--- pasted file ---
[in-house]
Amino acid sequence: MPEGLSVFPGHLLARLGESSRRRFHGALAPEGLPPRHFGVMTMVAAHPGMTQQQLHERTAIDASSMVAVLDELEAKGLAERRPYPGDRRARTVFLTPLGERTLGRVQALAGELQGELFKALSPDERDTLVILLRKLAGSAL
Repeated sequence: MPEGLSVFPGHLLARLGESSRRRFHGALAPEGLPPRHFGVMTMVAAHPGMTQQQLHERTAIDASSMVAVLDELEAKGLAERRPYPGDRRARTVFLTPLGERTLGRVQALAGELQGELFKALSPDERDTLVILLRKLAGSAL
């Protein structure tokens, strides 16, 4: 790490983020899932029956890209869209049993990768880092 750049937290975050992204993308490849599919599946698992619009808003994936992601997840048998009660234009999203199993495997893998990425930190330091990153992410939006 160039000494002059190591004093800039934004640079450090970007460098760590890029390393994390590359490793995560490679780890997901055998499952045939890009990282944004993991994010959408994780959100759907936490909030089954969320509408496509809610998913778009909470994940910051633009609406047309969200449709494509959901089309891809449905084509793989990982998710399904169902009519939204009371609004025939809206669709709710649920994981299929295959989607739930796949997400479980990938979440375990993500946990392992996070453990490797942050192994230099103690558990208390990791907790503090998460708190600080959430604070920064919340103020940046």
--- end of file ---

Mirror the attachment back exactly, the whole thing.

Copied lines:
[in-house]
Amino acid sequence: MPEGLSVFPGHLLARLGESSRRRFHGALAPEGLPPRHFGVMTMVAAHPGMTQQQLHERTAIDASSMVAVLDELEAKGLAERRPYPGDRRARTVFLTPLGERTLGRVQALAGELQGELFKALSPDERDTLVILLRKLAGSAL
Repeated sequence: MPEGLSVFPGHLLARLGESSRRRFHGALAPEGLPPRHFGVMTMVAAHPGMTQQQLHERTAIDASSMVAVLDELEAKGLAERRPYPGDRRARTVFLTPLGERTLGRVQALAGELQGELFKALSPDERDTLVILLRKLAGSAL
């Protein structure tokens, strides 16, 4: 790490983020899932029956890209869209049993990768880092 750049937290975050992204993308490849599919599946698992619009808003994936992601997840048998009660234009999203199993495997893998990425930190330091990153992410939006 160039000494002059190591004093800039934004640079450090970007460098760590890029390393994390590359490793995560490679780890997901055998499952045939890009990282944004993991994010959408994780959100759907936490909030089954969320509408496509809610998913778009909470994940910051633009609406047309969200449709494509959901089309891809449905084509793989990982998710399904169902009519939204009371609004025939809206669709709710649920994981299929295959989607739930796949997400479980990938979440375990993500946990392992996070453990490797942050192994230099103690558990208390990791907790503090998460708190600080959430604070920064919340103020940046």